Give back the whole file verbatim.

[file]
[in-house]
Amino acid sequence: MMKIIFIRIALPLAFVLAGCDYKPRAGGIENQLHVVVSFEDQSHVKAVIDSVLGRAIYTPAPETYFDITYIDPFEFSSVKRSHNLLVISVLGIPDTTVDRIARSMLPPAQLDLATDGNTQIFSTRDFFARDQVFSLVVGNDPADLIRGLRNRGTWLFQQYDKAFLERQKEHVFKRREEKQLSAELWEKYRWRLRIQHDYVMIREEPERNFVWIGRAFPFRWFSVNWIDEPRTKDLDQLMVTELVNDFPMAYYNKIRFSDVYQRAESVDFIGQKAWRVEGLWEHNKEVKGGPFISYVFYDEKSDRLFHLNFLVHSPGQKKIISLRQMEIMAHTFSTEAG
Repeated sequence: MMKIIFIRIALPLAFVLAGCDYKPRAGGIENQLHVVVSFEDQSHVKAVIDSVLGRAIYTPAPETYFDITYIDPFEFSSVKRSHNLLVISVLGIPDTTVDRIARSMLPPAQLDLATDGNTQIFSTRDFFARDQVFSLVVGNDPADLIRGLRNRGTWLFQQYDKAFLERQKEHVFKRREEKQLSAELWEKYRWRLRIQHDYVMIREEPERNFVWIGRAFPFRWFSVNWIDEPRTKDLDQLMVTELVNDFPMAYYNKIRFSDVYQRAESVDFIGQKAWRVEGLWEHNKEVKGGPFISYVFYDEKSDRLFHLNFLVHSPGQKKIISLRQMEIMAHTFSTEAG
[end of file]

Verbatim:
[in-house]
Amino acid sequence: MMKIIFIRIALPLAFVLAGCDYKPRAGGIENQLHVVVSFEDQSHVKAVIDSVLGRAIYTPAPETYFDITYIDPFEFSSVKRSHNLLVISVLGIPDTTVDRIARSMLPPAQLDLATDGNTQIFSTRDFFARDQVFSLVVGNDPADLIRGLRNRGTWLFQQYDKAFLERQKEHVFKRREEKQLSAELWEKYRWRLRIQHDYVMIREEPERNFVWIGRAFPFRWFSVNWIDEPRTKDLDQLMVTELVNDFPMAYYNKIRFSDVYQRAESVDFIGQKAWRVEGLWEHNKEVKGGPFISYVFYDEKSDRLFHLNFLVHSPGQKKIISLRQMEIMAHTFSTEAG
Repeated sequence: MMKIIFIRIALPLAFVLAGCDYKPRAGGIENQLHVVVSFEDQSHVKAVIDSVLGRAIYTPAPETYFDITYIDPFEFSSVKRSHNLLVISVLGIPDTTVDRIARSMLPPAQLDLATDGNTQIFSTRDFFARDQVFSLVVGNDPADLIRGLRNRGTWLFQQYDKAFLERQKEHVFKRREEKQLSAELWEKYRWRLRIQHDYVMIREEPERNFVWIGRAFPFRWFSVNWIDEPRTKDLDQLMVTELVNDFPMAYYNKIRFSDVYQRAESVDFIGQKAWRVEGLWEHNKEVKGGPFISYVFYDEKSDRLFHLNFLVHSPGQKKIISLRQMEIMAHTFSTEAG